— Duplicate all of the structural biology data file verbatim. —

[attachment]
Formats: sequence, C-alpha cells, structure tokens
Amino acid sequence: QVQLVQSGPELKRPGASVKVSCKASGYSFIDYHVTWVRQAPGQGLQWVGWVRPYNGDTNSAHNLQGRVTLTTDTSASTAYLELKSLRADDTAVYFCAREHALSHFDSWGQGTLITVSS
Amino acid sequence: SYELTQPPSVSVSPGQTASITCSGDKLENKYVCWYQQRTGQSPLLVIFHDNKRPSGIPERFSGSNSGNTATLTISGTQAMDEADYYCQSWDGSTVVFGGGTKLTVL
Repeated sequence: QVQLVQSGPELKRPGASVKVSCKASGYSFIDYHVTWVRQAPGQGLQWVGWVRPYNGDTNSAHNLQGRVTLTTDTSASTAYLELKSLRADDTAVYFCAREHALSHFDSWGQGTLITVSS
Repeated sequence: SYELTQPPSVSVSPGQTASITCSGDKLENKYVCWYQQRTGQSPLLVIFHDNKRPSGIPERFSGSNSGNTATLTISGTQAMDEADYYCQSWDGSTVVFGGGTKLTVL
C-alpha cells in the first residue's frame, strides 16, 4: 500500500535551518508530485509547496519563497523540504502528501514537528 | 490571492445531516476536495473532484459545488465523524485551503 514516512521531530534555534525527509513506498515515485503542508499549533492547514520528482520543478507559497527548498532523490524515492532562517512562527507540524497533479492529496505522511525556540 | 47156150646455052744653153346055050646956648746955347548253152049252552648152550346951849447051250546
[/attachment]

Formats: sequence, C-alpha cells, structure tokens
Amino acid sequence: QVQLVQSGPELKRPGASVKVSCKASGYSFIDYHVTWVRQAPGQGLQWVGWVRPYNGDTNSAHNLQGRVTLTTDTSASTAYLELKSLRADDTAVYFCAREHALSHFDSWGQGTLITVSS
Amino acid sequence: SYELTQPPSVSVSPGQTASITCSGDKLENKYVCWYQQRTGQSPLLVIFHDNKRPSGIPERFSGSNSGNTATLTISGTQAMDEADYYCQSWDGSTVVFGGGTKLTVL
Repeated sequence: QVQLVQSGPELKRPGASVKVSCKASGYSFIDYHVTWVRQAPGQGLQWVGWVRPYNGDTNSAHNLQGRVTLTTDTSASTAYLELKSLRADDTAVYFCAREHALSHFDSWGQGTLITVSS
Repeated sequence: SYELTQPPSVSVSPGQTASITCSGDKLENKYVCWYQQRTGQSPLLVIFHDNKRPSGIPERFSGSNSGNTATLTISGTQAMDEADYYCQSWDGSTVVFGGGTKLTVL
C-alpha cells in the first residue's frame, strides 16, 4: 500500500535551518508530485509547496519563497523540504502528501514537528 | 490571492445531516476536495473532484459545488465523524485551503 514516512521531530534555534525527509513506498515515485503542508499549533492547514520528482520543478507559497527548498532523490524515492532562517512562527507540524497533479492529496505522511525556540 | 47156150646455052744653153346055050646956648746955347548253152049252552648152550346951849447051250546